But of course, that really has nothing to do with how patience is presented in the Bible, especially as it relates to God, the ultimate example of being patient. You see, when Paul wrote to the Romans that “God wanted to show his anger and reveal his power against everyone who deserved to be destroyed. But instead, he patiently put up with them,” [Romans 9:22] I don’t believe he was suggesting that God was being indecisive or compliant or indulgent. Instead, God’s patience is actually a sign of his mercy and his authority. Let me read the whole passage. Paul wrote: “God wanted to show his anger and reveal his power against everyone who deserved to be destroyed. But instead, he patiently put up with them. He did this by showing how glorious he is when he has pity on the people he has chosen to share in his glory. Whether Jews or Gentiles, we are those chosen ones...” [Romans 9:22-24] In other words, the kind of patience shown by God has a very definite purpose, namely mercy. And yet, this purpose shouldn’t be seen as a sign of weakness. In fact, God’s patience is really a blending of mercy and authority. And this is something that the writers in the Old Testament described over and over again. For example, the author of Exodus wrote, “Then he passed in front of Moses and called out, ‘I am the Lord God. I am merciful and very patient with my people. I show great love, and I can be trusted. I keep my promises to my people forever, but I also punish anyone who sins. When people sin, I punish them and their children, and also their grandchildren and great-grandchildren.’” [Exodus 34:6-7] You see what I mean by mercy and authority. And I think this is exactly what the prophet Nahum understood when he wrote, “The Lord God demands loyalty. In his anger, he takes revenge on his enemies. The Lord is powerful, yet patient; he makes sure that the guilty are always punished. He can be seen in storms and in whirlwinds; clouds are the dust from his feet.” [Nahum 1:2-3] Man, although patient, this is not a weak God. And for that reason, we really need to see his merciful patience and his patient mercy as both a gift and an opportunity, one that’s grounded in his will. As the prophet Joel wrote, “The Lord said: ‘It isn’t too late. You can still return to me with all your heart. Start crying and mourning! Go without eating. Don’t rip your clothes to show your sorrow. Instead, turn back to me with broken hearts. I am merciful, kind, and caring. I don’t easily lose my temper, and I don’t like to punish.’” [Joel 2:12-13] And I’ll tell you, Paul said the same thing, when he wrote, “You surely don’t think much of God’s wonderful goodness or of his patience and willingness to put up with you. Don’t you know that the reason God is good to you is because he wants you to turn to him?” [Romans 2:4]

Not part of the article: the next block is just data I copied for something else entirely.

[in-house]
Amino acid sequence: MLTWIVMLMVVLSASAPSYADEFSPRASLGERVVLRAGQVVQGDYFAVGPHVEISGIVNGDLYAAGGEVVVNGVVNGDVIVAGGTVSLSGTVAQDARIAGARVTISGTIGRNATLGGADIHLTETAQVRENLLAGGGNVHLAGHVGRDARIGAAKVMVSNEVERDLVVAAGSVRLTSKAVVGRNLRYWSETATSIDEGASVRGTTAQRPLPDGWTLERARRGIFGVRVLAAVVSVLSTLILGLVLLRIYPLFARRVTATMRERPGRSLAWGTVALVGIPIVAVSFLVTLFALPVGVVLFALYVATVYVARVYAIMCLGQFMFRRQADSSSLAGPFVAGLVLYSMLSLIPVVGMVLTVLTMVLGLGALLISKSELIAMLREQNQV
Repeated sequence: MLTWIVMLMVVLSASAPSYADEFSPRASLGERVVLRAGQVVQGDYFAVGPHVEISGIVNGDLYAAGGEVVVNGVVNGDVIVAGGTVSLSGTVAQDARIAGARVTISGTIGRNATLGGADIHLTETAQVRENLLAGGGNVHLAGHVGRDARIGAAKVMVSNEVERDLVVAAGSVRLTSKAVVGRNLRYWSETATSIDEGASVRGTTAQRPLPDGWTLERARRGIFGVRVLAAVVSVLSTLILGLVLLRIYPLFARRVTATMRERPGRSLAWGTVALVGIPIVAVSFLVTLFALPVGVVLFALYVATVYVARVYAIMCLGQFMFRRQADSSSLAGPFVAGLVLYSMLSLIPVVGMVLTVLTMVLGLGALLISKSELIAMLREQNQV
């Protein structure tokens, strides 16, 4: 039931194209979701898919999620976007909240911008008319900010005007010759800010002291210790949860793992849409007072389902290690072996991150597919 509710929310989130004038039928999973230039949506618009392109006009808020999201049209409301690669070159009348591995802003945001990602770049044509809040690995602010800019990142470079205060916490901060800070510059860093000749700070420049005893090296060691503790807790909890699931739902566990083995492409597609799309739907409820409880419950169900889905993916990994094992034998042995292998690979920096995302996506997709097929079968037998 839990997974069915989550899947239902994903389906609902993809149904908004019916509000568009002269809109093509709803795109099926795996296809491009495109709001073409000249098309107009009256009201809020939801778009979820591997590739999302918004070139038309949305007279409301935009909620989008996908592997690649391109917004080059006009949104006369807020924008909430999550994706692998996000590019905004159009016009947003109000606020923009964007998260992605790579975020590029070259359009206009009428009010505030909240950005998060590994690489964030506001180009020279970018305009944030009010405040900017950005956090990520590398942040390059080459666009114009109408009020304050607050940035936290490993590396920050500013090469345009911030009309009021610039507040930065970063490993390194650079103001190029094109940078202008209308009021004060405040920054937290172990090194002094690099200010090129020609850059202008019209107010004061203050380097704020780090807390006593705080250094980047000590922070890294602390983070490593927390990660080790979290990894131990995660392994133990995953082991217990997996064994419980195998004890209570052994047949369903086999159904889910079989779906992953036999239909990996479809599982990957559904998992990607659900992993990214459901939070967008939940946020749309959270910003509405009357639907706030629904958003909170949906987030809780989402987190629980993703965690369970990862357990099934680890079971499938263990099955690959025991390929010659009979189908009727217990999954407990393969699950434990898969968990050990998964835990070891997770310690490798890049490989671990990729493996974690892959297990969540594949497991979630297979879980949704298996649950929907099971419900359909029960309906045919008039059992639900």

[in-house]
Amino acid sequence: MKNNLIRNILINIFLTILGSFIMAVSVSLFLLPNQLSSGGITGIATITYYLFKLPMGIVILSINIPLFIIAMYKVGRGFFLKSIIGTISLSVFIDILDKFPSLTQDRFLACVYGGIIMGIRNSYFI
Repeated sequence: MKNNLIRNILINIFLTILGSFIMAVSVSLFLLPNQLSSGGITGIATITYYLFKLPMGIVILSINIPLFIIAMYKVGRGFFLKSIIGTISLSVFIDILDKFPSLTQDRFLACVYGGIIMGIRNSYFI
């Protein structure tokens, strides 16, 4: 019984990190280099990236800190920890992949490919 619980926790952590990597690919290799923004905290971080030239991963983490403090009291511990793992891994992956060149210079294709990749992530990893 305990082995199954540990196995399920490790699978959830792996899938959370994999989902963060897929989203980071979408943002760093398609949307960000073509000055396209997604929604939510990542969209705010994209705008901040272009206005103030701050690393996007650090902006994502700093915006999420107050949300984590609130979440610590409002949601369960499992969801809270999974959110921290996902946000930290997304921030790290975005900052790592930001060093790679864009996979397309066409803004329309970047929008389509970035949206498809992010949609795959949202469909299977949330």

You see, it’s actually a gift. That’s what biblical patience is all about, and I’ll tell you, that’s the kind of patience that we’re called to show, as best we can. And even though it won’t be easy, I think it’s possible. I’m telling you, it’s possible for us to be patient, but to develop it, to develop Christian patience, I think it demands three things. And let me briefly tell you what they are.

 

You see, if we’re serious about showing the kind of patience that’s intentional, well, that demands humility. You see, to be patient, I think we need to realize that it’s not all about us, you know, about what we think and what we believe and what we want. In fact, it’s really about moving past ourselves so that we can focus on the other guy, and I’m talking about, the guy who’s trying to find his way through a life that’s become too complicated or the kid who’s struggling to make good choices without a clear understanding of all the consequences or the older person who’s both scared and confused by a world that’s moving too fast at the same time life is slipping away. It comes down to putting aside a little bit of self for the sake of someone else. In fact, that may be the only way we can actually do what Paul wrote to the Thessalonians: “My friends, we beg you to warn anyone who isn’t living right. Encourage anyone who feels left out, help all who are weak, and be patient with everyone. Don’t be hateful to people, just because they are hateful to you. Rather, be good to each other and to everyone else.” [1 Thessalonians 5:14-15] You know, maybe it’s true; to be patient we also need to be humble. And that’s the first thing patience demands.